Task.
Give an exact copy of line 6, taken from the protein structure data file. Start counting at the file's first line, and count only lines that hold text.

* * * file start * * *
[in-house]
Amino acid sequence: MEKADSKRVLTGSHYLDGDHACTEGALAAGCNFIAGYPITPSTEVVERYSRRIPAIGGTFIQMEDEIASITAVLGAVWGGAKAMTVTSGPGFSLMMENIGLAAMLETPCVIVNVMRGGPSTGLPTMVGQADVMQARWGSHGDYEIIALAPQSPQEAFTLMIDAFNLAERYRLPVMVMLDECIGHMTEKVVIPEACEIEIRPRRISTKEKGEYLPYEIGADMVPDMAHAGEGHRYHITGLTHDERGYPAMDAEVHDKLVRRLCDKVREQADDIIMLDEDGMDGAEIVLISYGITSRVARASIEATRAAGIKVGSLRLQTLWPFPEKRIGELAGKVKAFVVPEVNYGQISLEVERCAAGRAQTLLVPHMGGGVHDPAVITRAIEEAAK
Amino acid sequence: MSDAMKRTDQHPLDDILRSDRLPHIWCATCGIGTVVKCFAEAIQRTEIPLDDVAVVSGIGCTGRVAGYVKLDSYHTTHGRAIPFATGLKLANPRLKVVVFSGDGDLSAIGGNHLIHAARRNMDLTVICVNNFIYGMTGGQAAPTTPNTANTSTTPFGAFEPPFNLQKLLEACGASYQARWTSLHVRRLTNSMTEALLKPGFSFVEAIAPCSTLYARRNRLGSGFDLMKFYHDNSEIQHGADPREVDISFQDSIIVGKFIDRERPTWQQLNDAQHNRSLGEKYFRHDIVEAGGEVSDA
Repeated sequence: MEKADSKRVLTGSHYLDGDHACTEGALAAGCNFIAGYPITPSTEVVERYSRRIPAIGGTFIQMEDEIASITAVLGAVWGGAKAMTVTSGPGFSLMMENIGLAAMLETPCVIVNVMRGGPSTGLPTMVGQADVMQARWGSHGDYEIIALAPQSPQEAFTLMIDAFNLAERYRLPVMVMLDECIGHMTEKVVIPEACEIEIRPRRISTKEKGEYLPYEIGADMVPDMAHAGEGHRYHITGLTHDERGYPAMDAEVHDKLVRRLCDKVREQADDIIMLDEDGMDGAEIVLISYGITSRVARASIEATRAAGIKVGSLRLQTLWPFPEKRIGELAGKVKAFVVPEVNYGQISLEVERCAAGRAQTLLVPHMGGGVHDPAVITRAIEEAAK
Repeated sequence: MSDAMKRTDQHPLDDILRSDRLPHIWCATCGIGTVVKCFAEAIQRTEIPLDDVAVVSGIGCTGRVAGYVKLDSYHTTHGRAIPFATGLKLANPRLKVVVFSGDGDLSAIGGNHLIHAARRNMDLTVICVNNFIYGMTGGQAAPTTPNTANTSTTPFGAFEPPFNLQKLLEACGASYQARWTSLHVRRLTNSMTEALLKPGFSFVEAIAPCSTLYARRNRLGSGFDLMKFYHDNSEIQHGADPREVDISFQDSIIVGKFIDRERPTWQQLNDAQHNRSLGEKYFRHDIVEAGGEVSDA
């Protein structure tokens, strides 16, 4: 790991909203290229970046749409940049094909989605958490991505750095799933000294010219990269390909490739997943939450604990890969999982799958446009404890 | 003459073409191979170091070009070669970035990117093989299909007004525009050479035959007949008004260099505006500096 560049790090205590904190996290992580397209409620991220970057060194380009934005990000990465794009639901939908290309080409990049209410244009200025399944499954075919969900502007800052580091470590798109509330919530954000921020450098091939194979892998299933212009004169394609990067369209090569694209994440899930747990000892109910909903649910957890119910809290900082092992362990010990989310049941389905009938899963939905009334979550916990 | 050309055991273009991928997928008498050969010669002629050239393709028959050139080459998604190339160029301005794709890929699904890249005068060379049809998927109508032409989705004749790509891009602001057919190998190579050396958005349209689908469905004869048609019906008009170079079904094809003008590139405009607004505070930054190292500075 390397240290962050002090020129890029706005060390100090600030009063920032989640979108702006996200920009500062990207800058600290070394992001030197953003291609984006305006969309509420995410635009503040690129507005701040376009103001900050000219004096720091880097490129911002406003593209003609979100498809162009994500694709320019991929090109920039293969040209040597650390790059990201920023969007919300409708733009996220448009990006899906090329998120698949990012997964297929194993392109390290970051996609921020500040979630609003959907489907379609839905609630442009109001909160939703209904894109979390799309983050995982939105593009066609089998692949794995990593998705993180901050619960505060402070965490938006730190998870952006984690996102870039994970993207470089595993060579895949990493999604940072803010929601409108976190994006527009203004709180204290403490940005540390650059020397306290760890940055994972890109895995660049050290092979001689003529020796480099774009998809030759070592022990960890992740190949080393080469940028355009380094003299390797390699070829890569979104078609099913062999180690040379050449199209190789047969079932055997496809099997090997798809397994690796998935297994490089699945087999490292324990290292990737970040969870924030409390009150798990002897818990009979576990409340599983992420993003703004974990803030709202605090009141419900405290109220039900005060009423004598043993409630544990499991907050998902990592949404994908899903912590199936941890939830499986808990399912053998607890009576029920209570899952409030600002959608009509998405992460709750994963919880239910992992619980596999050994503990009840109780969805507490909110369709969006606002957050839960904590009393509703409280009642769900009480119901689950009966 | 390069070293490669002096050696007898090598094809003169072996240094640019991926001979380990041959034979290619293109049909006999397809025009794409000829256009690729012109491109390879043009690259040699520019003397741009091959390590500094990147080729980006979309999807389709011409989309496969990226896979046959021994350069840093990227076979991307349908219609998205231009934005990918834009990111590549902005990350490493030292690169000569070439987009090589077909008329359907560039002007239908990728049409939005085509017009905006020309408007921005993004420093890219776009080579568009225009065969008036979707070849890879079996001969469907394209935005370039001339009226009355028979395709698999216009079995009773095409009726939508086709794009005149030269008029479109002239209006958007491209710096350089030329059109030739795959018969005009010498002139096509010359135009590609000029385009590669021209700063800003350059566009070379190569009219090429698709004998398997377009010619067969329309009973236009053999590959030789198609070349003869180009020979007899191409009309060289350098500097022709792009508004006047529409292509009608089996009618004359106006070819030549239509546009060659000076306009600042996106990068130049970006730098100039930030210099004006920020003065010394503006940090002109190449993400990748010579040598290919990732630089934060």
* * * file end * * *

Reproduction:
């Protein structure tokens, strides 16, 4: 790991909203290229970046749409940049094909989605958490991505750095799933000294010219990269390909490739997943939450604990890969999982799958446009404890 | 003459073409191979170091070009070669970035990117093989299909007004525009050479035959007949008004260099505006500096 560049790090205590904190996290992580397209409620991220970057060194380009934005990000990465794009639901939908290309080409990049209410244009200025399944499954075919969900502007800052580091470590798109509330919530954000921020450098091939194979892998299933212009004169394609990067369209090569694209994440899930747990000892109910909903649910957890119910809290900082092992362990010990989310049941389905009938899963939905009334979550916990 | 050309055991273009991928997928008498050969010669002629050239393709028959050139080459998604190339160029301005794709890929699904890249005068060379049809998927109508032409989705004749790509891009602001057919190998190579050396958005349209689908469905004869048609019906008009170079079904094809003008590139405009607004505070930054190292500075 390397240290962050002090020129890029706005060390100090600030009063920032989640979108702006996200920009500062990207800058600290070394992001030197953003291609984006305006969309509420995410635009503040690129507005701040376009103001900050000219004096720091880097490129911002406003593209003609979100498809162009994500694709320019991929090109920039293969040209040597650390790059990201920023969007919300409708733009996220448009990006899906090329998120698949990012997964297929194993392109390290970051996609921020500040979630609003959907489907379609839905609630442009109001909160939703209904894109979390799309983050995982939105593009066609089998692949794995990593998705993180901050619960505060402070965490938006730190998870952006984690996102870039994970993207470089595993060579895949990493999604940072803010929601409108976190994006527009203004709180204290403490940005540390650059020397306290760890940055994972890109895995660049050290092979001689003529020796480099774009998809030759070592022990960890992740190949080393080469940028355009380094003299390797390699070829890569979104078609099913062999180690040379050449199209190789047969079932055997496809099997090997798809397994690796998935297994490089699945087999490292324990290292990737970040969870924030409390009150798990002897818990009979576990409340599983992420993003703004974990803030709202605090009141419900405290109220039900005060009423004598043993409630544990499991907050998902990592949404994908899903912590199936941890939830499986808990399912053998607890009576029920209570899952409030600002959608009509998405992460709750994963919880239910992992619980596999050994503990009840109780969805507490909110369709969006606002957050839960904590009393509703409280009642769900009480119901689950009966 | 390069070293490669002096050696007898090598094809003169072996240094640019991926001979380990041959034979290619293109049909006999397809025009794409000829256009690729012109491109390879043009690259040699520019003397741009091959390590500094990147080729980006979309999807389709011409989309496969990226896979046959021994350069840093990227076979991307349908219609998205231009934005990918834009990111590549902005990350490493030292690169000569070439987009090589077909008329359907560039002007239908990728049409939005085509017009905006020309408007921005993004420093890219776009080579568009225009065969008036979707070849890879079996001969469907394209935005370039001339009226009355028979395709698999216009079995009773095409009726939508086709794009005149030269008029479109002239209006958007491209710096350089030329059109030739795959018969005009010498002139096509010359135009590609000029385009590669021209700063800003350059566009070379190569009219090429698709004998398997377009010619067969329309009973236009053999590959030789198609070349003869180009020979007899191409009309060289350098500097022709792009508004006047529409292509009608089996009618004359106006070819030549239509546009060659000076306009600042996106990068130049970006730098100039930030210099004006920020003065010394503006940090002109190449993400990748010579040598290919990732630089934060």